Funding cut forces Minn. River Board to entertain reorganizing
MONTEVIDEO -- Threatened with the loss of its state financial support, the Minnesota River Board agreed Monday to explore different reorganization strategies in hopes of continuing its multi-county approach to cleaning up the Minnesota River.
Richard Larson, who represents Kandiyohi County, authored the motion at the board's meeting Monday in Montevideo. It calls on executive director Shannon Fisher to present a variety of reorganizational models for the joint powers group to consider at the next meeting.
The Minnesota River Board represents the 37 counties that are part of the Minnesota River basin. Currently, 26 counties in the basin are dues-paying members.
Membership on the board is limited to the members of the elected boards of commissioners for each member county.
The state provides $84,000 a year toward the organization. Gov. Mark Dayton's budget does not continue state funding for the organization, according to Fisher.
He told board members that John Jaschke, director of the state Board of Water and Soil Resources, is not optimistic for continued state funding. He encouraged the board to find a way to be self-sustaining.
Board members do not believe the organization can remain self-sustaining without some state support. Membership dues provided $41,499 for operations in this year's budget.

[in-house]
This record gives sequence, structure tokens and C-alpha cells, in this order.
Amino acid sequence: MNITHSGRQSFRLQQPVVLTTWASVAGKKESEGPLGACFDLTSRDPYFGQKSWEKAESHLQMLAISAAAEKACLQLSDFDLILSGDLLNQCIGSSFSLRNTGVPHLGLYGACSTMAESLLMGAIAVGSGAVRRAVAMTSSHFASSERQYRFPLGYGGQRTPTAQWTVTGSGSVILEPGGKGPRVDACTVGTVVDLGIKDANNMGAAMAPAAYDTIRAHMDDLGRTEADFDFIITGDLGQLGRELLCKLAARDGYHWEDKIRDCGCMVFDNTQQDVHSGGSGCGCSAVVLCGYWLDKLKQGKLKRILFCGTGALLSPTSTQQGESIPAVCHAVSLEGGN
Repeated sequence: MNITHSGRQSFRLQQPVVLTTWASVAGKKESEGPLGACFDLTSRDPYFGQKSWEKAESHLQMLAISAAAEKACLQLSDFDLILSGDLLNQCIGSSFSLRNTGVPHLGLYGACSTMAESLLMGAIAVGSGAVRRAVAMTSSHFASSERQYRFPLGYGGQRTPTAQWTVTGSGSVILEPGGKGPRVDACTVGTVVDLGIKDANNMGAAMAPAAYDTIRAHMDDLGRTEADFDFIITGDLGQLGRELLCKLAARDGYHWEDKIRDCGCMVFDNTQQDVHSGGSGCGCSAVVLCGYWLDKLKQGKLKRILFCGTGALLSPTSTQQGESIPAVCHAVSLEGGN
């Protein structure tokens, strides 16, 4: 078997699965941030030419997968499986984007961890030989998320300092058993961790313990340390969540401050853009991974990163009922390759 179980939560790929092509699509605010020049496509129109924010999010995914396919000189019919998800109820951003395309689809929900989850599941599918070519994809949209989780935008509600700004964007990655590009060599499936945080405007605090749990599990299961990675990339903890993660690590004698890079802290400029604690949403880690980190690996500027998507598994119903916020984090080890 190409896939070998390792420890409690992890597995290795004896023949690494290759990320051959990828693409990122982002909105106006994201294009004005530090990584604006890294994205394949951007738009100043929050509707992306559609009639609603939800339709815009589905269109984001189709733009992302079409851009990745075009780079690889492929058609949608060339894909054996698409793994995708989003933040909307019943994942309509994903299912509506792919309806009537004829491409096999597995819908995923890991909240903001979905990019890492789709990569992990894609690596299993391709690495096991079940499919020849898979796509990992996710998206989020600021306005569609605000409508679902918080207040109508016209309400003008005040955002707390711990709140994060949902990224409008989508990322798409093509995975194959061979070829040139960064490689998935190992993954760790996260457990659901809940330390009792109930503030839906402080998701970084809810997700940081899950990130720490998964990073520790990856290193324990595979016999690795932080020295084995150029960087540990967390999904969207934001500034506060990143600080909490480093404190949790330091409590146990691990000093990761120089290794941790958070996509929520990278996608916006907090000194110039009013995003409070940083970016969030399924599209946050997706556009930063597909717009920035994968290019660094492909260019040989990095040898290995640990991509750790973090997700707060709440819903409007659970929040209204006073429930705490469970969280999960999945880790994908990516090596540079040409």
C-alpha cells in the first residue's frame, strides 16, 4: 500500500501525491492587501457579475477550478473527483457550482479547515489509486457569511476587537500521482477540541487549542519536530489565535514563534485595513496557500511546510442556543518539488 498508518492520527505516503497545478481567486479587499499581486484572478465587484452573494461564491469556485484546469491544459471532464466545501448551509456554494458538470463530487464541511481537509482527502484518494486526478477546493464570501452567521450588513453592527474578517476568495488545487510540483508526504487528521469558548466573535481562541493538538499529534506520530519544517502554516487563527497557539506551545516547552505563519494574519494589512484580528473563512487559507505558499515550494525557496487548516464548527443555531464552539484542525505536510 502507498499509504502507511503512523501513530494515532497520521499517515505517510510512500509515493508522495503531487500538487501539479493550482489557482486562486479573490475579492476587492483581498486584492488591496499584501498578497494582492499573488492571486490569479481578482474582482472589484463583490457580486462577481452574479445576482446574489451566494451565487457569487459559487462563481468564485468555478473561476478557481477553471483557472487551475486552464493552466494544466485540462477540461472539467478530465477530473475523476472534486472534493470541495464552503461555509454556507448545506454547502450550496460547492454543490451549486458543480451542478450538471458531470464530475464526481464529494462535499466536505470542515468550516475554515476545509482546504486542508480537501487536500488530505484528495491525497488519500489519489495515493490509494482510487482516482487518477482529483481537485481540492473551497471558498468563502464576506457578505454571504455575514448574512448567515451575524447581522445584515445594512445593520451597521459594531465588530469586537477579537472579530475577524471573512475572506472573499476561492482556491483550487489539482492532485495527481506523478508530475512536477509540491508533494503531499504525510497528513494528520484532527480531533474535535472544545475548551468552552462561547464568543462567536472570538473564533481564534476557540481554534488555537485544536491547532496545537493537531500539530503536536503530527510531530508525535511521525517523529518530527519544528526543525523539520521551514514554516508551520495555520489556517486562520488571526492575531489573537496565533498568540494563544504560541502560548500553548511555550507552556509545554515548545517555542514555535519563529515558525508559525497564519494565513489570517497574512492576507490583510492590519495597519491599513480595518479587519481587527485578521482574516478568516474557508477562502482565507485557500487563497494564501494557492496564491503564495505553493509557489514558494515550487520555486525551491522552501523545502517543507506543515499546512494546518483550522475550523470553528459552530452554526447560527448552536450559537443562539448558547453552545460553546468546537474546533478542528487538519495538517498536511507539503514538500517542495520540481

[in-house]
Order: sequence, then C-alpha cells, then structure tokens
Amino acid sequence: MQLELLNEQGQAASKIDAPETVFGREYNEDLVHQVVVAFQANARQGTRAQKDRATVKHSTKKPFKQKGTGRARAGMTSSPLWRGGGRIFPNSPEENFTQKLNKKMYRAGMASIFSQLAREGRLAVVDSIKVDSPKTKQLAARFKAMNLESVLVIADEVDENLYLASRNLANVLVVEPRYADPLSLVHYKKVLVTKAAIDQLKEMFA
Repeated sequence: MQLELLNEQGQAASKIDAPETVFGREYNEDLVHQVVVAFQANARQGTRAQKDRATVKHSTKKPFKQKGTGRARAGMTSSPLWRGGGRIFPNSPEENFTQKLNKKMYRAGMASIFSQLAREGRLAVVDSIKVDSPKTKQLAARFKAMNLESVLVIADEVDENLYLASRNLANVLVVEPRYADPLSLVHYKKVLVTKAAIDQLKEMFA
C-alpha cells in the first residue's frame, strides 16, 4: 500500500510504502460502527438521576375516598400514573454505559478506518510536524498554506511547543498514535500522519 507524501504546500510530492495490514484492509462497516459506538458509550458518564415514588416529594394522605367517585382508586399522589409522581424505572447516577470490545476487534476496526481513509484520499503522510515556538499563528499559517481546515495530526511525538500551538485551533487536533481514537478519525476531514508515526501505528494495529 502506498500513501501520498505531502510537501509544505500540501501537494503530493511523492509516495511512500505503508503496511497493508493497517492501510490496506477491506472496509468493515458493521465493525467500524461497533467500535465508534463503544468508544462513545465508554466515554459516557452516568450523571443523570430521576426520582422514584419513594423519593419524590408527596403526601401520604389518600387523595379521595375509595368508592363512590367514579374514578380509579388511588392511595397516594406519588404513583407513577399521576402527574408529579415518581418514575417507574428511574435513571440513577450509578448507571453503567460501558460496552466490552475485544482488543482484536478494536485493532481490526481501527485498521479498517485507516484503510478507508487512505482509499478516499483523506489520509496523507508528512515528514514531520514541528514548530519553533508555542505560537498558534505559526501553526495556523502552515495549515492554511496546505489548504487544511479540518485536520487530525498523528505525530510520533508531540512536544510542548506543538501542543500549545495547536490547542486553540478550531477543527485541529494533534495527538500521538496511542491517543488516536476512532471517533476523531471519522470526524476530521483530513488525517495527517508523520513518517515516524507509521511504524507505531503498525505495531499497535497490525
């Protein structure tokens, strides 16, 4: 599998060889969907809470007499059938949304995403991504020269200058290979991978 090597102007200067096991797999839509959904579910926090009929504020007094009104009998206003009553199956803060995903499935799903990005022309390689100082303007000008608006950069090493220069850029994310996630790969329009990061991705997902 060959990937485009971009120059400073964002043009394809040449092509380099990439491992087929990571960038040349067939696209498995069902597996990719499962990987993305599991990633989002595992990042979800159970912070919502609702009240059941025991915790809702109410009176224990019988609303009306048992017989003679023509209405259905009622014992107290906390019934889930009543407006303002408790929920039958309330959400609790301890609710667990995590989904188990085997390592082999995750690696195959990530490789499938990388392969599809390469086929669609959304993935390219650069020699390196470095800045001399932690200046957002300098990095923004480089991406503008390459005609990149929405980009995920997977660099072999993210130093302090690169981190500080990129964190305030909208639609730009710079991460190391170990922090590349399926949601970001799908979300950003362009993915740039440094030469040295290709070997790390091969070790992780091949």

The Minnesota River Board was created in 1995 and was initially criticized for limiting membership to the elected county commissioners from the counties. Many argued that Soil and Water Conservation Districts and grassroots organizations working for a clean Minnesota River should be at the table as well.
In discussions during Monday's meeting, board members indicated a willingness to consider a broader membership. They noted that concerns about the size of the board and a preference for limiting membership to elected office holders were factors that led to the current structure. They also acknowledged that limiting board membership to county commissioners served to guard against what many thought were overly aggressive strategies for cleaning up the river.
The leaders of environmental groups in the basin told the board they would support its effort for continued state funding. Scott Sparlin, representing the New Ulm-based Coalition for a Clean Minnesota River, and Patrick Moore, of the Montevideo based Clean Up the River Environment, told board members that having a united block of counties working together has helped.
The Soil and Water Conservation Districts in the basin are interested in being part of the Minnesota River Board decision-making process. Lou Ann Nagel, director of the Yellow Medicine County Soil and Water Conservation Districts, pointed out that the Soil and Water Conservation Districts are also overseen by elected supervisors.
Along with a possible reorganization, River Board members noted that Rep. Morrie Lanning, R-Moorhead, is expected to once again introduce his legislation that would create basin-wide watershed districts with taxing authority. A similar model currently operates in the Red River basin.
The Minnesota River Board next meets on May 16 in Olivia. Jaschke is expected to be present. He had intended to make Monday's meeting in Montevideo, said Fisher, but remained in St. Paul to attend a meeting on a proposal to reduce the Board of Water and Soil Resources budget more than had been anticipated.